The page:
Air density has a profound effect on the amount of air going into an engine. It does NOT change the CFM that is the volume.  It changes only the weight of that air.  If the air density is up from 100%, it increases the weight of air into the engine.  If the air density is down from 100%, it decreases the weight of air into the engine.  At an elevated location such as Bonneville, an air density of 80% is common on land speed race days in the hot summer.  The CFM going into engine scoop remains the same as it would be at lower, sea level locations.  However, the density of the air at high elevation and hot days is lower. Low air density is low air weight.   That effect on tuning is further illustrated throughout our books.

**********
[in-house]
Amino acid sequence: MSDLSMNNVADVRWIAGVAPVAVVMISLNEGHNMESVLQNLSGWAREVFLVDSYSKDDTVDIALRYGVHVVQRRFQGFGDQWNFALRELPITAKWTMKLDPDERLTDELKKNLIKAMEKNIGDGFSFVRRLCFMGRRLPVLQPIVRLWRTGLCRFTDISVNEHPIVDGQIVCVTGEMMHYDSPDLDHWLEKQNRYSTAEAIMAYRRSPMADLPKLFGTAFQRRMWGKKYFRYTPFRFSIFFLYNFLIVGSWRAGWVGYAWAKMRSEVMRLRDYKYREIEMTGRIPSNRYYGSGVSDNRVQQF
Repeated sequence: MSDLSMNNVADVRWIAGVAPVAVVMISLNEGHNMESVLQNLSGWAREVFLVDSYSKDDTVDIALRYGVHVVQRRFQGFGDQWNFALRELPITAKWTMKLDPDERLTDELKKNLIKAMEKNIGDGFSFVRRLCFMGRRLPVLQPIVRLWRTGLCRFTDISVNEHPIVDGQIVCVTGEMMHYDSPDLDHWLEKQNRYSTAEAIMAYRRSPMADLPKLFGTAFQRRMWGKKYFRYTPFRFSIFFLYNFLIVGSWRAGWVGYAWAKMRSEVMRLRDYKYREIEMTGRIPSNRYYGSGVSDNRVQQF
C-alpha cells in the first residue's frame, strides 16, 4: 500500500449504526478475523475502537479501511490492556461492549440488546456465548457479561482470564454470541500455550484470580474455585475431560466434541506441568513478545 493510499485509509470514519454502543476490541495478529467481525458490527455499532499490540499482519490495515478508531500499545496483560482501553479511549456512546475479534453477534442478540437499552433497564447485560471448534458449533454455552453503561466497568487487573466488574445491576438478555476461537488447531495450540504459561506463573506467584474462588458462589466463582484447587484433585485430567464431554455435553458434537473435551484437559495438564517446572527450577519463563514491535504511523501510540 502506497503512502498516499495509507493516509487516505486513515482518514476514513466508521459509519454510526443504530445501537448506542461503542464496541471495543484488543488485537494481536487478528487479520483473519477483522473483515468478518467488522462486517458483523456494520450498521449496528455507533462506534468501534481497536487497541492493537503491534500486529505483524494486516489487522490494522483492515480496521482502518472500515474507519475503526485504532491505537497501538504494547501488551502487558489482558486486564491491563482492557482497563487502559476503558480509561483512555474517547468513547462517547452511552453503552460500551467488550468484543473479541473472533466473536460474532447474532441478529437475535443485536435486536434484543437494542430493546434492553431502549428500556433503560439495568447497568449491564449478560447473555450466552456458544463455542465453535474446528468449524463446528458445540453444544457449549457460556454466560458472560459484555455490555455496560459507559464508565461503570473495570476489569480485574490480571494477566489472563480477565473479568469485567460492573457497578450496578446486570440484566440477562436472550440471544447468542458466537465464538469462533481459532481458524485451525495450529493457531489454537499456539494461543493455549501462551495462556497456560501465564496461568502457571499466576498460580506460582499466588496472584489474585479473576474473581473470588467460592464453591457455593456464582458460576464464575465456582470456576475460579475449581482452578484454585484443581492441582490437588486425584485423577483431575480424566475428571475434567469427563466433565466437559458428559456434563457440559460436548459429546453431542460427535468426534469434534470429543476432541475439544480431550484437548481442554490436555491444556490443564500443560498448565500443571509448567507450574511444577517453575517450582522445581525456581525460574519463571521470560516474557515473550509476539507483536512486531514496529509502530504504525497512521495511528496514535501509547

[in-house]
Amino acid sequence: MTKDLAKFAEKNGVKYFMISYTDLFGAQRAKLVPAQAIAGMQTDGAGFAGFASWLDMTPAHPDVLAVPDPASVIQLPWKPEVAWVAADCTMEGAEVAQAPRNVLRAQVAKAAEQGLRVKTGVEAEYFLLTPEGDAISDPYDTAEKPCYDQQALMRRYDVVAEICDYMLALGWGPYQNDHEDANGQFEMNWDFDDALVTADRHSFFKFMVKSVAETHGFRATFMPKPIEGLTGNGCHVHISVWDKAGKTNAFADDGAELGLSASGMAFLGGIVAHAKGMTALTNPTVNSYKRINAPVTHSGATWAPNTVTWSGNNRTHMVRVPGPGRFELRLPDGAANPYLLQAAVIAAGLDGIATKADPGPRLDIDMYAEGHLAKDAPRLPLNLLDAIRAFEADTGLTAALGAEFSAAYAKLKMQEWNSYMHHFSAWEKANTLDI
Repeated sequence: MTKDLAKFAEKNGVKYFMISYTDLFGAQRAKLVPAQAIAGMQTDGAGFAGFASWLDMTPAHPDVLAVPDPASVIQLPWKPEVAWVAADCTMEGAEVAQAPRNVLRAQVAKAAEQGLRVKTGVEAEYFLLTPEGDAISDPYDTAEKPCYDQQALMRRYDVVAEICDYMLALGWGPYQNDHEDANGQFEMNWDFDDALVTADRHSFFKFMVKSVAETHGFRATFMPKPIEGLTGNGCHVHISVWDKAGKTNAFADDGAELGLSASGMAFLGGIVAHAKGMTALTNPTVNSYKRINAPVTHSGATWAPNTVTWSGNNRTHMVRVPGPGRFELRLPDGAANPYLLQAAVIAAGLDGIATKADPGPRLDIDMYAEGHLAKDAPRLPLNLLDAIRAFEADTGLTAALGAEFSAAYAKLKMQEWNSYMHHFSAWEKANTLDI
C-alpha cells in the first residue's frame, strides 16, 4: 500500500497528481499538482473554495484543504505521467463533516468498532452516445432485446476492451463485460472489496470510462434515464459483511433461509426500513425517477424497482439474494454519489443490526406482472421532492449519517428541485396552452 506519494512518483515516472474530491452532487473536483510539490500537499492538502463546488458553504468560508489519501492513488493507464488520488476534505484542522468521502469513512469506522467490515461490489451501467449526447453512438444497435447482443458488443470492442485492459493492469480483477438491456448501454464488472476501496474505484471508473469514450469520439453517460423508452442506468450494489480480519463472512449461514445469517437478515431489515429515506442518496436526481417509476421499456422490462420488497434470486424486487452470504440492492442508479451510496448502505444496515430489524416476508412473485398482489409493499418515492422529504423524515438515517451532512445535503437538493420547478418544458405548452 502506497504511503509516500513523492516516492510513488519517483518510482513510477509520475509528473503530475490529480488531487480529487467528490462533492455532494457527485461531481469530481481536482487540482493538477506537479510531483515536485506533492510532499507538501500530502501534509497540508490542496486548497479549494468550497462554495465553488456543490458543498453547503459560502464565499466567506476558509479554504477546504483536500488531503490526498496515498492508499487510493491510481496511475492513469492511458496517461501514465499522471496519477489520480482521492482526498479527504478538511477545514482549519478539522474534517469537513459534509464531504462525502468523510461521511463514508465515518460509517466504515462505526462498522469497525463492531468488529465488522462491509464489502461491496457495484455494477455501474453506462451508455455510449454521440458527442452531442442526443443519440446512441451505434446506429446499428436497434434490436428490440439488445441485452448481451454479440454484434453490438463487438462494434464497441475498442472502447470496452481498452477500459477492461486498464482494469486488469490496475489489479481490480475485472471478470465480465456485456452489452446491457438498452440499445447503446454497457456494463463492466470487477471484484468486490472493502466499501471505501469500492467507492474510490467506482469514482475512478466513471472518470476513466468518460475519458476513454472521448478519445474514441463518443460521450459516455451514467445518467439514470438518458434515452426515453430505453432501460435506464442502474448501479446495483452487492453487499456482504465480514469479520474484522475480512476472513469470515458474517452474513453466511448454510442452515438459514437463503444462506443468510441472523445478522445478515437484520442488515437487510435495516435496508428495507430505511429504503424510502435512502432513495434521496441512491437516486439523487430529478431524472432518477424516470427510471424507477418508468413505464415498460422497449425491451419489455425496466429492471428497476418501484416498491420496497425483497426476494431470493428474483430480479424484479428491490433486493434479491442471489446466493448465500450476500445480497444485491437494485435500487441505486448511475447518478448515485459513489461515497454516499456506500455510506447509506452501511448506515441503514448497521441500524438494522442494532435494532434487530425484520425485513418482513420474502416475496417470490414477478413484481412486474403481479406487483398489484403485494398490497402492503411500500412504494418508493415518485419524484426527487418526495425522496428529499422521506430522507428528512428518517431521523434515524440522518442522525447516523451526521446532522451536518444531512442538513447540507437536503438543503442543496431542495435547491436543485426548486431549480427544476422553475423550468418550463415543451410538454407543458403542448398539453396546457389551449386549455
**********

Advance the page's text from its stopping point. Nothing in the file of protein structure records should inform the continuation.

Aerodynamic Drag
The same effect applies to aerodynamics. The CFM going around the body of a racer at speed is the same at both high and low altitude racing events. However, the weight of the air is different. That is why it takes a lot less power to push a racer through the thin light air at Bonneville on a hot day than the thick heavy air at sea level on a cool day.

Is Thin, Light Air Good Or Bad For High Speed Racing?
Is the decreased power necessary to push a high speed racer through thin air more or less than the decreased power of the engine from thin air? Consider the following:

  1. In normally aspirated engines in a vehicle with greater drag, the loss in engine power may be a lesser effect than the positive effect of the thin light air on the car body that is not aerodynamic.